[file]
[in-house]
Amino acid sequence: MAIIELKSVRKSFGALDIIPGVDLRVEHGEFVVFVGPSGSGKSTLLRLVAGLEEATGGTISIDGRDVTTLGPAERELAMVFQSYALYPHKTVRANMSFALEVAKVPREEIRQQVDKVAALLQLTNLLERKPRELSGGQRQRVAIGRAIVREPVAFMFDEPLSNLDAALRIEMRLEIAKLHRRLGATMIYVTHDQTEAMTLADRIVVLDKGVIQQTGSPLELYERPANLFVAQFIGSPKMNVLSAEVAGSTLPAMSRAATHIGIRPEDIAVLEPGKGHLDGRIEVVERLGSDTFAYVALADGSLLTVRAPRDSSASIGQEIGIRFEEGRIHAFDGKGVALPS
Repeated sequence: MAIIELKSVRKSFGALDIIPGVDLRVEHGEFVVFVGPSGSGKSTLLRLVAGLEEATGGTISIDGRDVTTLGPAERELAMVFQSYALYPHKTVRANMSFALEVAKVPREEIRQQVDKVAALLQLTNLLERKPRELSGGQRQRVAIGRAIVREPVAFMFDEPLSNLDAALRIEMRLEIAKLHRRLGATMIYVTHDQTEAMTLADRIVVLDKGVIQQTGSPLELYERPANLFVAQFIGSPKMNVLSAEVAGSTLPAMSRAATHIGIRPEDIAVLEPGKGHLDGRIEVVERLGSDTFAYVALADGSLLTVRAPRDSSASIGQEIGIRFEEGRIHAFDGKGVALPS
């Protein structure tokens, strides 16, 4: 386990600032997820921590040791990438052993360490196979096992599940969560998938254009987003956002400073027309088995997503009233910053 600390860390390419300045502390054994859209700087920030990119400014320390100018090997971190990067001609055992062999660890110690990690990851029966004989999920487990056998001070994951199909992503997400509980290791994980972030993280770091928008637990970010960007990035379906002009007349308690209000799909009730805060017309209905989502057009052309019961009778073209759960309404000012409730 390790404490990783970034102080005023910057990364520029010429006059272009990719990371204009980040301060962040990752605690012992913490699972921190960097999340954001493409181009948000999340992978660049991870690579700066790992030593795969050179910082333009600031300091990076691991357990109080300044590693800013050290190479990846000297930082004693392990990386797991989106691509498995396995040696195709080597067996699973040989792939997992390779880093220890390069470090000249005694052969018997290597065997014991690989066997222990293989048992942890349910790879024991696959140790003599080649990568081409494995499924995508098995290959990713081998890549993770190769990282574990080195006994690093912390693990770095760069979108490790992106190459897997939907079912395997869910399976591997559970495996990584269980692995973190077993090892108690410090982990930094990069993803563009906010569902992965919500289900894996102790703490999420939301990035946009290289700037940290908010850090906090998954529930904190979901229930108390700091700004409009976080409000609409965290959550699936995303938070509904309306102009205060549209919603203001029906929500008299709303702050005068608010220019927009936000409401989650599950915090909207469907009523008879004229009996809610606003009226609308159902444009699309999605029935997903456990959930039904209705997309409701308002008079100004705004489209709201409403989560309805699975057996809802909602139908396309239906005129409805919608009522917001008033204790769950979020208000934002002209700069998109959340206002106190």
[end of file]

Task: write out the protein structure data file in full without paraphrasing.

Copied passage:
[in-house]
Amino acid sequence: MAIIELKSVRKSFGALDIIPGVDLRVEHGEFVVFVGPSGSGKSTLLRLVAGLEEATGGTISIDGRDVTTLGPAERELAMVFQSYALYPHKTVRANMSFALEVAKVPREEIRQQVDKVAALLQLTNLLERKPRELSGGQRQRVAIGRAIVREPVAFMFDEPLSNLDAALRIEMRLEIAKLHRRLGATMIYVTHDQTEAMTLADRIVVLDKGVIQQTGSPLELYERPANLFVAQFIGSPKMNVLSAEVAGSTLPAMSRAATHIGIRPEDIAVLEPGKGHLDGRIEVVERLGSDTFAYVALADGSLLTVRAPRDSSASIGQEIGIRFEEGRIHAFDGKGVALPS
Repeated sequence: MAIIELKSVRKSFGALDIIPGVDLRVEHGEFVVFVGPSGSGKSTLLRLVAGLEEATGGTISIDGRDVTTLGPAERELAMVFQSYALYPHKTVRANMSFALEVAKVPREEIRQQVDKVAALLQLTNLLERKPRELSGGQRQRVAIGRAIVREPVAFMFDEPLSNLDAALRIEMRLEIAKLHRRLGATMIYVTHDQTEAMTLADRIVVLDKGVIQQTGSPLELYERPANLFVAQFIGSPKMNVLSAEVAGSTLPAMSRAATHIGIRPEDIAVLEPGKGHLDGRIEVVERLGSDTFAYVALADGSLLTVRAPRDSSASIGQEIGIRFEEGRIHAFDGKGVALPS
């Protein structure tokens, strides 16, 4: 386990600032997820921590040791990438052993360490196979096992599940969560998938254009987003956002400073027309088995997503009233910053 600390860390390419300045502390054994859209700087920030990119400014320390100018090997971190990067001609055992062999660890110690990690990851029966004989999920487990056998001070994951199909992503997400509980290791994980972030993280770091928008637990970010960007990035379906002009007349308690209000799909009730805060017309209905989502057009052309019961009778073209759960309404000012409730 390790404490990783970034102080005023910057990364520029010429006059272009990719990371204009980040301060962040990752605690012992913490699972921190960097999340954001493409181009948000999340992978660049991870690579700066790992030593795969050179910082333009600031300091990076691991357990109080300044590693800013050290190479990846000297930082004693392990990386797991989106691509498995396995040696195709080597067996699973040989792939997992390779880093220890390069470090000249005694052969018997290597065997014991690989066997222990293989048992942890349910790879024991696959140790003599080649990568081409494995499924995508098995290959990713081998890549993770190769990282574990080195006994690093912390693990770095760069979108490790992106190459897997939907079912395997869910399976591997559970495996990584269980692995973190077993090892108690410090982990930094990069993803563009906010569902992965919500289900894996102790703490999420939301990035946009290289700037940290908010850090906090998954529930904190979901229930108390700091700004409009976080409000609409965290959550699936995303938070509904309306102009205060549209919603203001029906929500008299709303702050005068608010220019927009936000409401989650599950915090909207469907009523008879004229009996809610606003009226609308159902444009699309999605029935997903456990959930039904209705997309409701308002008079100004705004489209709201409403989560309805699975057996809802909602139908396309239906005129409805919608009522917001008033204790769950979020208000934002002209700069998109959340206002106190």